The Bible

In the beginning

Why Judaism?

Peoples who live on the edge, living between two very different types of society, are among the most interesting and the most fruitful subjects of study for the historian. Sometimes these are people living in ‘dark ages’ when a long established system is breaking down and new ideas are being introduced, which will soon blossom forth into a new civilisation. But there are also peoples who live geographically on the edge, in boundary zones between two different centres and who are thus pulled in two different directions.

The two great Jewish Kingdoms in the 8th century BC, Israel and Judah, situated between the Philistines and the Phoenicians to the west and the desert kingdoms to the east.

A good example of this are the Jews. They lived in a border zone between the fertile fringes of the Mediterranean occupied by the Philistines and the Phoenicians, and the desert territory to the east, across the River Jordan occupied only by a few hardy herdsmen. They also lived in another border zone, between the great civilisations of Egypt to the south and Mesopotamia to the north and east. In such border zones strange religions often flourish, drawing their strengths from the clash of different ideals and seeking in their mysteries to resolve these differences. And it was in such a border zone that the Jewish religion, one of the world’s greatest religions was born. And in turn, Judaism also gave birth to two even greater religions: that of Christianity and Islam.

Their greatest innovation was monotheism, the concept that there was just one god, and that god was their god and that they were therefore the ‘chosen people’. It is hard for us today to appreciate the novelty of this belief, for we have been brainwashed through many generations into believing that monotheism is not just a superior form of religion, but also the obviously correct and original religion, and that the worship of more than one god is something that is not only perverted but somehow unnatural.

Yet religion to a considerable extent reflects political structures.  In a basic tribal society, it is perhaps inevitable that each tribe, or each village should have its own god who looks after the village. When the villagers or the tribes begin to come together to form chiefdoms or towns, they bring their gods with them.  The gods are in origin local, but soon get linked,  with several gods being joined into one, or one god acquiring several characteristics.  Most successful empires have a variety of gods as this enables the rulers to bind together a number of different tribes with their local gods.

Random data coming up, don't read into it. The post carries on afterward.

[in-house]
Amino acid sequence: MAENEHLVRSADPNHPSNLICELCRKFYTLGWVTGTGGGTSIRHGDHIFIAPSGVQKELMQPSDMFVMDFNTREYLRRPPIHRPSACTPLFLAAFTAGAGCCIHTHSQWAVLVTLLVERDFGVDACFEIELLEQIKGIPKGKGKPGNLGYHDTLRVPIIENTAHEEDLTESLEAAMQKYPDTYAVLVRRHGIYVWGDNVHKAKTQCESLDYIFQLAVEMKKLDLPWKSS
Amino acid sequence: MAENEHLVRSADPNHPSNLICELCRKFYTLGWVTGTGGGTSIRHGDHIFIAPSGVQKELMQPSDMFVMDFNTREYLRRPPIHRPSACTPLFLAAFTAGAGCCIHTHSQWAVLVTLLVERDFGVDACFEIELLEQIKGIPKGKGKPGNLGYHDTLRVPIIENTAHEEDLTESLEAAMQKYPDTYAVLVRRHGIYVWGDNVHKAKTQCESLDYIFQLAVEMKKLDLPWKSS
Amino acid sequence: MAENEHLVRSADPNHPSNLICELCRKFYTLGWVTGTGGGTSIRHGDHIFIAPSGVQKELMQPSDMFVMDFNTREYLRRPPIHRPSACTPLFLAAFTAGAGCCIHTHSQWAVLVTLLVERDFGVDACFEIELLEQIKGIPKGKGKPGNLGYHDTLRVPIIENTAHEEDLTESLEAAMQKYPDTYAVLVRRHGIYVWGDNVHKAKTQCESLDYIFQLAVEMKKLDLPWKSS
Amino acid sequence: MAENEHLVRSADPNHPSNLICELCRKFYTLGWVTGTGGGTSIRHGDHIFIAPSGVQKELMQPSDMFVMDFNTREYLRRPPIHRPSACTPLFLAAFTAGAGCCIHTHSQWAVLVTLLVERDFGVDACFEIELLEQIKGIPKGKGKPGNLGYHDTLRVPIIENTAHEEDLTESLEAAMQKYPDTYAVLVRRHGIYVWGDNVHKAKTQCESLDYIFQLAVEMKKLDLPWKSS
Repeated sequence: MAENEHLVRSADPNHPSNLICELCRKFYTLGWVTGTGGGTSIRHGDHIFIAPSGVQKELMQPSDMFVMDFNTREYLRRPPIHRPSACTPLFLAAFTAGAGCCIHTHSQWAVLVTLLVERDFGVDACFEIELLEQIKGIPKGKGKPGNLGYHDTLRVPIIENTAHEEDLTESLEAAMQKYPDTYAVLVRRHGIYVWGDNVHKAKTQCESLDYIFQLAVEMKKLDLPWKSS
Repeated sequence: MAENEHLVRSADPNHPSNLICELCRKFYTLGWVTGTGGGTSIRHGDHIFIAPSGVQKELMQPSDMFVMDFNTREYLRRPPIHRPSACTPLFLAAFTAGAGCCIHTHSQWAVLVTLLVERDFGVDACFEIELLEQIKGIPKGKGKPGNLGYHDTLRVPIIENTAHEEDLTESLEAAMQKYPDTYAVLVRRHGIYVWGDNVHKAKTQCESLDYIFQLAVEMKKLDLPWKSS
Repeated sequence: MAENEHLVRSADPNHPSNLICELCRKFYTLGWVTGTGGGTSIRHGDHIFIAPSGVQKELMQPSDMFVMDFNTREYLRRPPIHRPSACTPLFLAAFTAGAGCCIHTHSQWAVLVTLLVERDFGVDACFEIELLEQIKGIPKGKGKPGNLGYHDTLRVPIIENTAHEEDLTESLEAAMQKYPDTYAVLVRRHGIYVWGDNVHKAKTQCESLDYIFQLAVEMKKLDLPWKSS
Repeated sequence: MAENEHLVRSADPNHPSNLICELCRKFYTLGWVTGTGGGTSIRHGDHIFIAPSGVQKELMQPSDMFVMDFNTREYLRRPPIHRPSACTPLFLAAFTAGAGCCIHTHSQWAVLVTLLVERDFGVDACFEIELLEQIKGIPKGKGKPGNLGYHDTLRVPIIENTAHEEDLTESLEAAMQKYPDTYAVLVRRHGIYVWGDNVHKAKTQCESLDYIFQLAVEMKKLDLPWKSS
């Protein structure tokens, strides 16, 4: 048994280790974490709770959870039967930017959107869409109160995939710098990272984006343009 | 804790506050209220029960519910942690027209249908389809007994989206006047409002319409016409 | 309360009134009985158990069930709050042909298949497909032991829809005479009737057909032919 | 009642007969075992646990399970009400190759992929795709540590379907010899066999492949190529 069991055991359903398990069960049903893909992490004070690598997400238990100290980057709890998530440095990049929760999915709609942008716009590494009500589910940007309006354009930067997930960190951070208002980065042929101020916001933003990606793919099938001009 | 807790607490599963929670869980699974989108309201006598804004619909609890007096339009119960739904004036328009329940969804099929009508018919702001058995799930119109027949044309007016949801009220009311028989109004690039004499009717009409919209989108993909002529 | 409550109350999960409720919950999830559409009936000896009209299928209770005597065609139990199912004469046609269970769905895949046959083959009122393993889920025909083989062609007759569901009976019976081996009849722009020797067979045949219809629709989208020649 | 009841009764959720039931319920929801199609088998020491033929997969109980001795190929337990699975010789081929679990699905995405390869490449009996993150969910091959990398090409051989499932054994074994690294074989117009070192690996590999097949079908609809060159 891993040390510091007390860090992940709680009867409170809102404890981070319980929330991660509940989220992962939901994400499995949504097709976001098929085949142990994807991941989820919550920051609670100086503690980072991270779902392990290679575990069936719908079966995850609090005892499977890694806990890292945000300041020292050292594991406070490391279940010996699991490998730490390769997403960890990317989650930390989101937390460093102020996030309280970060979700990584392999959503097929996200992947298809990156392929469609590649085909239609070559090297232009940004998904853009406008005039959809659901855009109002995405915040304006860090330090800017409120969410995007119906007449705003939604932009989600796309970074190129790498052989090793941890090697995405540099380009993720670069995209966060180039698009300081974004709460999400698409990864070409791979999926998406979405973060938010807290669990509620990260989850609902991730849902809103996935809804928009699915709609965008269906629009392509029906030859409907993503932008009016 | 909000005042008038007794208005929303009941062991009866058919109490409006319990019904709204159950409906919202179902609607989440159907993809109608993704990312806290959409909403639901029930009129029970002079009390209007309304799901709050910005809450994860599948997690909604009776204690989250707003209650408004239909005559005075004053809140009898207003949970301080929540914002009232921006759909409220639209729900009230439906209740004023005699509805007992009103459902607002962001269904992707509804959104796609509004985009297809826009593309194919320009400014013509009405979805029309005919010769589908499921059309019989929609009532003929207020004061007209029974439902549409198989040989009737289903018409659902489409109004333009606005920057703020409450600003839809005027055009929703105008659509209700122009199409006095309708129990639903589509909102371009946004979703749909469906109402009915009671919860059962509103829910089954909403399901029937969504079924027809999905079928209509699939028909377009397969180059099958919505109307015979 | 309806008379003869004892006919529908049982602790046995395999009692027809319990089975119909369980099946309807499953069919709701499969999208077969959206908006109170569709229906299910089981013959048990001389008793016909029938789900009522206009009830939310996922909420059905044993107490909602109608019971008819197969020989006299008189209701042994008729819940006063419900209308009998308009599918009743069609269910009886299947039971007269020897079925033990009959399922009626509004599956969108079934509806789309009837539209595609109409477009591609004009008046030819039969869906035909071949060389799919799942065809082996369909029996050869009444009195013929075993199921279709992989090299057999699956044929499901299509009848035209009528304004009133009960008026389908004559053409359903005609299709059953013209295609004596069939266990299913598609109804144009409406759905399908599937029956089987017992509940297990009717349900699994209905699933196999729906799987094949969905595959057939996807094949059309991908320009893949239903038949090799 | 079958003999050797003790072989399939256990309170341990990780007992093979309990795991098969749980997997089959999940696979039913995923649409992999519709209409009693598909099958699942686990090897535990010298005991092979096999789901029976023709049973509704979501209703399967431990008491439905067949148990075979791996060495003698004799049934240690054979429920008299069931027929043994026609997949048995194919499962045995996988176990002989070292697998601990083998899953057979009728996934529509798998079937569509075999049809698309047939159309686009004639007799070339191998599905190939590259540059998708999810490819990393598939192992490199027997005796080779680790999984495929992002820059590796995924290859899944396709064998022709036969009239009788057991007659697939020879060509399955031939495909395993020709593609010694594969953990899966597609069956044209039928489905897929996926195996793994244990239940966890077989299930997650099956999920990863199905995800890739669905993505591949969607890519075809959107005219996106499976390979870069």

It is perhaps difficult for us to realise that polytheism is the norm among great empires, and monotheism should really be regarded as the exception among religions. Monotheism tends to arise with an attempt to centralise, to have one supreme ruler matched by one supreme god.  In Egypt, when the Pharaoh Akhenaten tried to rationalise the political situation and to move to a new centre at Amarna, he also promoted the worship of a single god, Aten.  Buddhism is an attempt to bring together the variety of Hindu gods, and similarly in the Roman world, when Constantine wished to concentrate power, he promoted Christianity and the worship of a single god.

 Let us therefore consider the history of the Jews, and how they came together to form the religion that spawned both Christianity and Islam.


On to: The History of the  Jews

Note on the header. This is, of course, the Dome of the Rock, which is a Moslem shrine. However it overlies the site of the Jewish temple,  and is thus also the most sacred site for both Jews and Christians. It is therefore not entirely irrelevant; in any case, it is difficult to  find any aesthetically pleasing photo of any site in Jerusalem; this is the one site that is,  from the aesthetic point of view, really top notch.

revised: 16th December 2011